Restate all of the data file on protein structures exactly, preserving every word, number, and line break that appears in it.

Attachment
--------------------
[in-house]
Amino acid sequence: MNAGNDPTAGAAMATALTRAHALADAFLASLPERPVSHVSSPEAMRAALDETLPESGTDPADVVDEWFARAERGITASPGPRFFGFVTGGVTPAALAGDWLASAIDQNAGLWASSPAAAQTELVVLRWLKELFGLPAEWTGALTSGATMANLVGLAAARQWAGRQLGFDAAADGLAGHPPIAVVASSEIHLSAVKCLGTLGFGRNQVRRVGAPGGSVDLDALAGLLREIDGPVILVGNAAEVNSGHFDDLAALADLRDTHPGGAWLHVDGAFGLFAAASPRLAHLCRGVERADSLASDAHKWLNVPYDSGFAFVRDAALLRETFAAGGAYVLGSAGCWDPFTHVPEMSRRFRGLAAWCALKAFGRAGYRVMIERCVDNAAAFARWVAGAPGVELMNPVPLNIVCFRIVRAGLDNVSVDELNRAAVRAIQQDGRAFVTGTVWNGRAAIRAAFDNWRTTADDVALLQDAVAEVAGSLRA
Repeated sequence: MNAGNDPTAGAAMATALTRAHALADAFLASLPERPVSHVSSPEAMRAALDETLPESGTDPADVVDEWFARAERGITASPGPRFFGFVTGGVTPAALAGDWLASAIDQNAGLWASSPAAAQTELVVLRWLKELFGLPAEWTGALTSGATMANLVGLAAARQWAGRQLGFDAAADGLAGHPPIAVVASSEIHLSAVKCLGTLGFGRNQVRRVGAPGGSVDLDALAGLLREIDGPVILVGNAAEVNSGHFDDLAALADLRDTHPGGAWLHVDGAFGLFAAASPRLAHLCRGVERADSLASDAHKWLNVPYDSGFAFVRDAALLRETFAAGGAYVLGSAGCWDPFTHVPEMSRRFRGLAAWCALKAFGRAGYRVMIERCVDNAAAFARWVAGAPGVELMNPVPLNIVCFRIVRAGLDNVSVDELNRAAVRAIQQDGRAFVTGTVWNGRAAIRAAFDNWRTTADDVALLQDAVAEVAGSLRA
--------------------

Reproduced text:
[in-house]
Amino acid sequence: MNAGNDPTAGAAMATALTRAHALADAFLASLPERPVSHVSSPEAMRAALDETLPESGTDPADVVDEWFARAERGITASPGPRFFGFVTGGVTPAALAGDWLASAIDQNAGLWASSPAAAQTELVVLRWLKELFGLPAEWTGALTSGATMANLVGLAAARQWAGRQLGFDAAADGLAGHPPIAVVASSEIHLSAVKCLGTLGFGRNQVRRVGAPGGSVDLDALAGLLREIDGPVILVGNAAEVNSGHFDDLAALADLRDTHPGGAWLHVDGAFGLFAAASPRLAHLCRGVERADSLASDAHKWLNVPYDSGFAFVRDAALLRETFAAGGAYVLGSAGCWDPFTHVPEMSRRFRGLAAWCALKAFGRAGYRVMIERCVDNAAAFARWVAGAPGVELMNPVPLNIVCFRIVRAGLDNVSVDELNRAAVRAIQQDGRAFVTGTVWNGRAAIRAAFDNWRTTADDVALLQDAVAEVAGSLRA
Repeated sequence: MNAGNDPTAGAAMATALTRAHALADAFLASLPERPVSHVSSPEAMRAALDETLPESGTDPADVVDEWFARAERGITASPGPRFFGFVTGGVTPAALAGDWLASAIDQNAGLWASSPAAAQTELVVLRWLKELFGLPAEWTGALTSGATMANLVGLAAARQWAGRQLGFDAAADGLAGHPPIAVVASSEIHLSAVKCLGTLGFGRNQVRRVGAPGGSVDLDALAGLLREIDGPVILVGNAAEVNSGHFDDLAALADLRDTHPGGAWLHVDGAFGLFAAASPRLAHLCRGVERADSLASDAHKWLNVPYDSGFAFVRDAALLRETFAAGGAYVLGSAGCWDPFTHVPEMSRRFRGLAAWCALKAFGRAGYRVMIERCVDNAAAFARWVAGAPGVELMNPVPLNIVCFRIVRAGLDNVSVDELNRAAVRAIQQDGRAFVTGTVWNGRAAIRAAFDNWRTTADDVALLQDAVAEVAGSLRA